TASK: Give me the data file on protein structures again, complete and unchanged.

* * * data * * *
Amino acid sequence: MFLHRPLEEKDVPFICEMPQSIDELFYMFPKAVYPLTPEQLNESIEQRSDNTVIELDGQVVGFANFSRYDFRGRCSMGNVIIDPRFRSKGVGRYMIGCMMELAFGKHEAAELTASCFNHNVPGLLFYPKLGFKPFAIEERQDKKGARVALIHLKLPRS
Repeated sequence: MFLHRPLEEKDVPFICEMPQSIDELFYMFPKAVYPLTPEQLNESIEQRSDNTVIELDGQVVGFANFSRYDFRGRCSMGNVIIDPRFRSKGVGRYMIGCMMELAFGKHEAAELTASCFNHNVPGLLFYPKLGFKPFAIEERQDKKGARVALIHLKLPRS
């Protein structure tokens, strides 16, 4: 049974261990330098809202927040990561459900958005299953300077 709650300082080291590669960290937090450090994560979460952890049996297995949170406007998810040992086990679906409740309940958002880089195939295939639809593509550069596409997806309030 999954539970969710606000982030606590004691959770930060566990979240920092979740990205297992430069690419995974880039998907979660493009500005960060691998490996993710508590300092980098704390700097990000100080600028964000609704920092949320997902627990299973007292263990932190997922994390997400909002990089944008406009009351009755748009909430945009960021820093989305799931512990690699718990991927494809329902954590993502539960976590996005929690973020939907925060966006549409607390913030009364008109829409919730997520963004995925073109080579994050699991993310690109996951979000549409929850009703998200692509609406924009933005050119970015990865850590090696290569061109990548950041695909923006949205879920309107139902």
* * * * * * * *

Amino acid sequence: MFLHRPLEEKDVPFICEMPQSIDELFYMFPKAVYPLTPEQLNESIEQRSDNTVIELDGQVVGFANFSRYDFRGRCSMGNVIIDPRFRSKGVGRYMIGCMMELAFGKHEAAELTASCFNHNVPGLLFYPKLGFKPFAIEERQDKKGARVALIHLKLPRS
Repeated sequence: MFLHRPLEEKDVPFICEMPQSIDELFYMFPKAVYPLTPEQLNESIEQRSDNTVIELDGQVVGFANFSRYDFRGRCSMGNVIIDPRFRSKGVGRYMIGCMMELAFGKHEAAELTASCFNHNVPGLLFYPKLGFKPFAIEERQDKKGARVALIHLKLPRS
């Protein structure tokens, strides 16, 4: 049974261990330098809202927040990561459900958005299953300077 709650300082080291590669960290937090450090994560979460952890049996297995949170406007998810040992086990679906409740309940958002880089195939295939639809593509550069596409997806309030 999954539970969710606000982030606590004691959770930060566990979240920092979740990205297992430069690419995974880039998907979660493009500005960060691998490996993710508590300092980098704390700097990000100080600028964000609704920092949320997902627990299973007292263990932190997922994390997400909002990089944008406009009351009755748009909430945009960021820093989305799931512990690699718990991927494809329902954590993502539960976590996005929690973020939907925060966006549409607390913030009364008109829409919730997520963004995925073109080579994050699991993310690109996951979000549409929850009703998200692509609406924009933005050119970015990865850590090696290569061109990548950041695909923006949205879920309107139902």